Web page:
Indexed on: 29 May '20Published on: 29 May '20Published in: Genes & Genomics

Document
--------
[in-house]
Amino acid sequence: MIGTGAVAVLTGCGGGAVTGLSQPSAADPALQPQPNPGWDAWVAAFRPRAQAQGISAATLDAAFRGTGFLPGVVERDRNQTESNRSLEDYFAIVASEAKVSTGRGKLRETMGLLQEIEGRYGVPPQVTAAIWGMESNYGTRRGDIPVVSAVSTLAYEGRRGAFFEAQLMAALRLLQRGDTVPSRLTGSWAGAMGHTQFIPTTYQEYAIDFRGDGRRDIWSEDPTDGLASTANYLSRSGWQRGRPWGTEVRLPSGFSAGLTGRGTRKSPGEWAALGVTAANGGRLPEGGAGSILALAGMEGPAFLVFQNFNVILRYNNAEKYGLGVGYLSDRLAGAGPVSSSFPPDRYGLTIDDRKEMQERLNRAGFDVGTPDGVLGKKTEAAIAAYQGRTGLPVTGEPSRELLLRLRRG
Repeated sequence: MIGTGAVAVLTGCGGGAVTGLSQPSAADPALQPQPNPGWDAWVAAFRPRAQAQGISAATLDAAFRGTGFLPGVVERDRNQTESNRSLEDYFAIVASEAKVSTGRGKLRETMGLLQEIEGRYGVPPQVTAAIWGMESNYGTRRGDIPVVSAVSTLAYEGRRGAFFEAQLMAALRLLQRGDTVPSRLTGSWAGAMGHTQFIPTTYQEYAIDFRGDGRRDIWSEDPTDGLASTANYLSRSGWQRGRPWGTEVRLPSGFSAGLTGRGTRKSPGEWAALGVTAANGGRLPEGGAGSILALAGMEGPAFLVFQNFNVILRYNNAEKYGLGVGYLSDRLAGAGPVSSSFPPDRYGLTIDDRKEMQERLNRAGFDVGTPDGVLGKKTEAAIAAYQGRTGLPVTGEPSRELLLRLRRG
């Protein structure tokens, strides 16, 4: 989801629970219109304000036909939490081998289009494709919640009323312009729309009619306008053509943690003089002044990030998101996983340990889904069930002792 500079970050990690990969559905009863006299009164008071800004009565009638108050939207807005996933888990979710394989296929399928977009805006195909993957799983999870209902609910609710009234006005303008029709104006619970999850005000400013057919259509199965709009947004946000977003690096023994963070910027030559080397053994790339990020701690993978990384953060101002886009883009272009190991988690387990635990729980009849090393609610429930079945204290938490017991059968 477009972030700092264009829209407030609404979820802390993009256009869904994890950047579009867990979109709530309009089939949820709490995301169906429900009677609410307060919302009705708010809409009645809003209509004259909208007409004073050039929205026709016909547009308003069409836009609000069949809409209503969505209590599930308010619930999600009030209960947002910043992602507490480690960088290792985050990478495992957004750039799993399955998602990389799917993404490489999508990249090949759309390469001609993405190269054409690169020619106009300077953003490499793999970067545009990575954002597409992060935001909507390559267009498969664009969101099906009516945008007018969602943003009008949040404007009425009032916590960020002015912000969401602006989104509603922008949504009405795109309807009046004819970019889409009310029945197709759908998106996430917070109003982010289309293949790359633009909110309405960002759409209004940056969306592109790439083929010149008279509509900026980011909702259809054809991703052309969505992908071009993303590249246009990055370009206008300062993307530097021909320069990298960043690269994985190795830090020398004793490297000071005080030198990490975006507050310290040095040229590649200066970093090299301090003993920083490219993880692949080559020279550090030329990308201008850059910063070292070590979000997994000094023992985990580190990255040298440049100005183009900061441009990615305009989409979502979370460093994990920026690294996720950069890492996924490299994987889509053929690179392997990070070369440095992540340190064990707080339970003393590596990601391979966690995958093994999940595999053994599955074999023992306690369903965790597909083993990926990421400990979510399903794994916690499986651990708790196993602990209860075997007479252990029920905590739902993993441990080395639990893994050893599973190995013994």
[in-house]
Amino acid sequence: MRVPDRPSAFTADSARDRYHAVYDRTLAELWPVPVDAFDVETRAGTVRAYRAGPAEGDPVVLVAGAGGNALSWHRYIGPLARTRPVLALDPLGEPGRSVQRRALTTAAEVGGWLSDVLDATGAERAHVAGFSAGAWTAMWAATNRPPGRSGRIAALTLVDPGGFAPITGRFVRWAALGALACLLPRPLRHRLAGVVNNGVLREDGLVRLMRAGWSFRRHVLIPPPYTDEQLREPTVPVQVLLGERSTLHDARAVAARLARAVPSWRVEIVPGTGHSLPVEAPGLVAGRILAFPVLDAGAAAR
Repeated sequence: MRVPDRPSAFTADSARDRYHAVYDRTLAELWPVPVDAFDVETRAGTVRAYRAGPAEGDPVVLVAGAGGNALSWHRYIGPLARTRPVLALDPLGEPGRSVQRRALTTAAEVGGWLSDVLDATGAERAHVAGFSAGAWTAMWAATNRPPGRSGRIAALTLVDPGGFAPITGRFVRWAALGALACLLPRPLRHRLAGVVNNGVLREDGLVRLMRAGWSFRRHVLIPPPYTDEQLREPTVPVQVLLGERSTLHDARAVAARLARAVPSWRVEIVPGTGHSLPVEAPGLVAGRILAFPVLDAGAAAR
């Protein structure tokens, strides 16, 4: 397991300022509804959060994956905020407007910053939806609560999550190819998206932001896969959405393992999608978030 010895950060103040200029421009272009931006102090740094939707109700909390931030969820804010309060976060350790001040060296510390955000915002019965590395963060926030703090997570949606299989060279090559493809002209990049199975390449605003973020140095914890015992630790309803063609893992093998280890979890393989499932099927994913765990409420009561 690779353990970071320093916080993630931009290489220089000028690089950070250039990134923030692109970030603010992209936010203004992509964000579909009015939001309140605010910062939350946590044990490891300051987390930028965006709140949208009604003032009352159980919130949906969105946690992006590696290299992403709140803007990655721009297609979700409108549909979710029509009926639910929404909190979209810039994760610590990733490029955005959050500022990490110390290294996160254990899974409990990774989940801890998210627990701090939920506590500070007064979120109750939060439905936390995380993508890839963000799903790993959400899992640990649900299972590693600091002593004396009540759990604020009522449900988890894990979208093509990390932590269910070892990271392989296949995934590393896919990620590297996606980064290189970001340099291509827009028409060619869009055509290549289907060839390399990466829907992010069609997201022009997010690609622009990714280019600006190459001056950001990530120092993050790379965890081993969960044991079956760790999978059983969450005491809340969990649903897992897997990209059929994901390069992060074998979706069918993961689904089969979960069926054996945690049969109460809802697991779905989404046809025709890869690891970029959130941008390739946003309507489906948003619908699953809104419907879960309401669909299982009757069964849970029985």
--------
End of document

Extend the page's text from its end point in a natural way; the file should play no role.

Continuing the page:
Hepatitis B virus (HBV) infection is a crucial medical issue worldwide. The dependence of HBV replication on host cell machineries and their co-evolutionary interactions prompt the codon usage pattern of viral genes to translation selection and mutation pressure. The evolutionary characteristics of HBV and the natural selection effects of the human genome on the codon usage characteristics were analyzed to provide a basis for medication development for HBV infection. The codon usage pattern of sequences from different HBV genotypes of our isolates and reference HBV genome sequences downloaded from the National Center for Biotechnology Information (NCBI) database were analyzed by computing the relative synonymous codon usage (RSCU), nucleotide content, codon adaptation index (CAI) and the effective number of codons (ENC). The highest ENC values were observed in the C genotypes, followed by the B genotypes. The ENC values indicated a weak codon usage bias (CUB) in HBV genome. The number of codons differentially used between the three genotypes was markedly higher than that of similarly used codons. High CAI values indicated a good adaptability of HBV to its host. The ENC plot indicated the occurrence of mutational pressure in the three genotypes. The mean Ka/Ks ratios in the three genotypes were lower than 1, which indicated a negative selection pressure. The CAI and GC3% plot indicated the existence of CUB in the HBV genome. Nucleotide composition, mutation bias, negative selection and mutational pressure are key factors influencing the CUB and phylogenetic diversity in HBV genotypes. The data provided here could be useful for developing drugs for HBV infection.